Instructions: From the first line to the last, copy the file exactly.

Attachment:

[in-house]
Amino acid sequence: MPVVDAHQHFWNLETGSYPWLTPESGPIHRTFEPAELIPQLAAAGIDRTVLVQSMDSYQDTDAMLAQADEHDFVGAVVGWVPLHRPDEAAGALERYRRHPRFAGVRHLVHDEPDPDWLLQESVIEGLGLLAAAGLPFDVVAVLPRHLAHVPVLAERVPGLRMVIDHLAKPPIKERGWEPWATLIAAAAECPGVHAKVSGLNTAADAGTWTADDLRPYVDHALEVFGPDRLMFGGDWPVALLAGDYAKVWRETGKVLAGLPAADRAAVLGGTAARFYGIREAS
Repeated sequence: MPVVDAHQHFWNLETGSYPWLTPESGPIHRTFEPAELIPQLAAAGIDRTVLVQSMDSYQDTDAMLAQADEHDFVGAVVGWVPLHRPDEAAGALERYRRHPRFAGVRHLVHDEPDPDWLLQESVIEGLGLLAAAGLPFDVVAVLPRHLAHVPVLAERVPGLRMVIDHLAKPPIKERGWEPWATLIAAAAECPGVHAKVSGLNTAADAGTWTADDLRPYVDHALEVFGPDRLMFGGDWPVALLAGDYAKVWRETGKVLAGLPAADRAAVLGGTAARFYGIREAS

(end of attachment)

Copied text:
[in-house]
Amino acid sequence: MPVVDAHQHFWNLETGSYPWLTPESGPIHRTFEPAELIPQLAAAGIDRTVLVQSMDSYQDTDAMLAQADEHDFVGAVVGWVPLHRPDEAAGALERYRRHPRFAGVRHLVHDEPDPDWLLQESVIEGLGLLAAAGLPFDVVAVLPRHLAHVPVLAERVPGLRMVIDHLAKPPIKERGWEPWATLIAAAAECPGVHAKVSGLNTAADAGTWTADDLRPYVDHALEVFGPDRLMFGGDWPVALLAGDYAKVWRETGKVLAGLPAADRAAVLGGTAARFYGIREAS
Repeated sequence: MPVVDAHQHFWNLETGSYPWLTPESGPIHRTFEPAELIPQLAAAGIDRTVLVQSMDSYQDTDAMLAQADEHDFVGAVVGWVPLHRPDEAAGALERYRRHPRFAGVRHLVHDEPDPDWLLQESVIEGLGLLAAAGLPFDVVAVLPRHLAHVPVLAERVPGLRMVIDHLAKPPIKERGWEPWATLIAAAAECPGVHAKVSGLNTAADAGTWTADDLRPYVDHALEVFGPDRLMFGGDWPVALLAGDYAKVWRETGKVLAGLPAADRAAVLGGTAARFYGIREAS